Marijuana Possession or Not: Fairfax Criminal Lawyer Hashes it Out

Possession of Marijuana (or other illegal contraband) and Standards of Proof by a Fairfax criminal lawyer

Fairfax Criminal LawyerWhat constitutes possession for purposes of making a determination that an individual possessed illegal contraband?

Possession cases are initially brought against the defendant when a law enforcement official determines probable cause exists to believe the suspect has or is committing the crime in question. The actual legal issues are worked out later, whether it is via

  • preliminary hearing,
  • pre-trial negotiations, or
  • a trial itself, among other things.

For more on the actual case law, real examples, and more helpful information from a practicing Virginia defense attorney and local Fairfax marijuana possession defense lawyer, read our recent Virginia Marijuana Possession Guide.

Different Standards of Proof

As a Virginia criminal lawyer well known community leader, and local Fairfax criminal attorney in Northern Virginia, one of the first concepts I explain to the majority of potential and current clients facing possession of marijuana charges is this: there are different standards of proof required at different stages of the system.

For example, for the police officer to effectuate an arrest, he or she must have probable cause to believe the crime is underway, or was very recently committed.

The evidence needed for a determination of probable cause varies case to case,  but your local Fairfax, Alexandria, Arlington, or Loudoun marijuana possession lawyer can explain to you whether or not it may be a good idea to challenge the probable cause evidence, alleged by the officer to have existed at the time of the arrest.

Case Law

There are many cases that have been decided in Virginia with similar fact patterns as the most common scenarios we see over and over again, but because no two cases are exactly alike, a Virginia defense attorney with broad knowledge of the most current cases is suggested,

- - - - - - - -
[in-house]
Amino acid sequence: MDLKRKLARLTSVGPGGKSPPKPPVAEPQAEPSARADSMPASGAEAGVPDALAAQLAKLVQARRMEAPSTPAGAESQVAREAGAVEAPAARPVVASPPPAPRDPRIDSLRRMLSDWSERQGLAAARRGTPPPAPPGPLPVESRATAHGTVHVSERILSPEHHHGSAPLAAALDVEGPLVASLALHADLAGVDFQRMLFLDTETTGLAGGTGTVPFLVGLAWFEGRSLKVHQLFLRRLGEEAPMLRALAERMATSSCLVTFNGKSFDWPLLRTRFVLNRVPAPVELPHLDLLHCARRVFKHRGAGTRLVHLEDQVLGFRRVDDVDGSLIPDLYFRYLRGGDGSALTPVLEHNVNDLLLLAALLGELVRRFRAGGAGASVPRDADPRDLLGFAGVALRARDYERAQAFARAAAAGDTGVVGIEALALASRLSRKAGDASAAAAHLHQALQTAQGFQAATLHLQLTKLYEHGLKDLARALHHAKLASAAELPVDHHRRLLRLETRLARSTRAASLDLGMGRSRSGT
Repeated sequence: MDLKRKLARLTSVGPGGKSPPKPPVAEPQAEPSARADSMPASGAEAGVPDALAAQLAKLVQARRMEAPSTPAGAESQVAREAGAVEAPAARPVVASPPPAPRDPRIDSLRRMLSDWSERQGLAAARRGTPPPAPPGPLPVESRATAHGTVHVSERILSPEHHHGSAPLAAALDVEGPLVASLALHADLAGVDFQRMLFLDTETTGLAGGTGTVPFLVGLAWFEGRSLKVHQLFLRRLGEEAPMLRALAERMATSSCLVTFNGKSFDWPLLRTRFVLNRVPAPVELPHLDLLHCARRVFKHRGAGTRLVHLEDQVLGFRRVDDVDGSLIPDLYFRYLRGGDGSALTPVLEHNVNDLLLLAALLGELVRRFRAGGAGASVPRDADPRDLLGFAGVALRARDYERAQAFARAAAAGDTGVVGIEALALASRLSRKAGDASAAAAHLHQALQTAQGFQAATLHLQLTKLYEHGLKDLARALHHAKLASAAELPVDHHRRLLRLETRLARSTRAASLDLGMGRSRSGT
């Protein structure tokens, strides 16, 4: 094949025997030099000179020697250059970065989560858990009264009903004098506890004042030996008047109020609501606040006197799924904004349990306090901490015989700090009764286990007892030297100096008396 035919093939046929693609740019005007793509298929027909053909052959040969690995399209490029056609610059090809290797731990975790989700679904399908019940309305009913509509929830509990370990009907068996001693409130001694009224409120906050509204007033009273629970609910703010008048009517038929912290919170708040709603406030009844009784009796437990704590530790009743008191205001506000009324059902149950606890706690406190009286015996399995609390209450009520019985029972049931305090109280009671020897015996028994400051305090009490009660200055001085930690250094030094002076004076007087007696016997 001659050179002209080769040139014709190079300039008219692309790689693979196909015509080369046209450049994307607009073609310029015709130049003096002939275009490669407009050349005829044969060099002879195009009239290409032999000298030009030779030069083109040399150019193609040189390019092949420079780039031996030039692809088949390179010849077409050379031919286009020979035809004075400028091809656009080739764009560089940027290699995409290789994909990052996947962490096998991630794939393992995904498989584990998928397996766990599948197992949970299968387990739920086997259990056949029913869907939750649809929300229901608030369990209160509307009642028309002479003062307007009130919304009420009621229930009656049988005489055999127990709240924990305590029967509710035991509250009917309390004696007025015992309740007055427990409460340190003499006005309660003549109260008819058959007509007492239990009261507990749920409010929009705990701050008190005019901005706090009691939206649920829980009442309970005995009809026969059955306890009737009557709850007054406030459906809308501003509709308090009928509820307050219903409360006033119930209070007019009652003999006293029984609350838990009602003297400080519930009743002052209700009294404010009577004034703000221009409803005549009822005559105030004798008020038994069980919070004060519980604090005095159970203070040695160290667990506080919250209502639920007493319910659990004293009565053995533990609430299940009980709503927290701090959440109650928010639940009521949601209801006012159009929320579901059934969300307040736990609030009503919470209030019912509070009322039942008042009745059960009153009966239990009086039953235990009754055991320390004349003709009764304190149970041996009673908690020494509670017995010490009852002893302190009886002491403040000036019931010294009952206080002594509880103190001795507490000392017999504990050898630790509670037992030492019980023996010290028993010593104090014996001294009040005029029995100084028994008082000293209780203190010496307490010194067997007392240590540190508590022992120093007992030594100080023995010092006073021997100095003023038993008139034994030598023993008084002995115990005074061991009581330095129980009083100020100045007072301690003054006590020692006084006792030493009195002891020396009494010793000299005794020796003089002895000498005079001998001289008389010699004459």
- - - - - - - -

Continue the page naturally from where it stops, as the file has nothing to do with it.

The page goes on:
• so your case can be analyzed according to recent case law decisions;
  • factually analogous cases with positive results; and also
  • to find the cases with analogous fact patterns yielding less positive results, so they can be distinguished to the judge, if necessary.

For felonies in General District Court (at a preliminary hearing), the standard is similar to probable cause, but the judge — not the officer — makes the decision. This standard is not even close to the beyond a reasonable doubt standard. The standard that the Commonwealth must meet, in order to convict, is proof beyond a reasonable doubt (the defendant committed the alleged violation(s) of law, including proof beyond a reasonable doubt that each of the elements of the offense have been satisfied, including mental state if applicable).

Possession of marijuana charges (and any drug or illegal item) and the act of possession itself.

While possessing something may seem straightforward — illogical to convolute — there are legal subtleties, nuances, and fact patterns from previous cases which must be considered in a case where a charged individual maintains innocence, due to lack of awareness of the substance. Please read this article if you are facing a charge and you believe the true individual in possession of the item is someone else. Or, call us at 703.665.3719.

Your Virginia criminal attorney cares enough to educate those who are not aware or unsure of relevant legal issues and/or topics.

In Virginia, mere ownership of a vehicle where drugs are found is not enough for the Commonwealth to successfully argue that just because of that fact, the driver or owner should be said to have been in possession. Do not miss the recent article covering this topic in particular, where our Virginia criminal lawyer and local Northern VA, Fairfax Criminal Lawyer lays out some of the most important cases in recent history.

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Brenton Vincenzes

Virginia Defense Attorney at Vincenzes Law, PLLC
Actively practicing Northern Virginia criminal lawyer and community leader. I believe in making sure the justice system is held to the high standard our founders envisioned, including the protections afforded by the 4th, 5th, and 6th Amendments.


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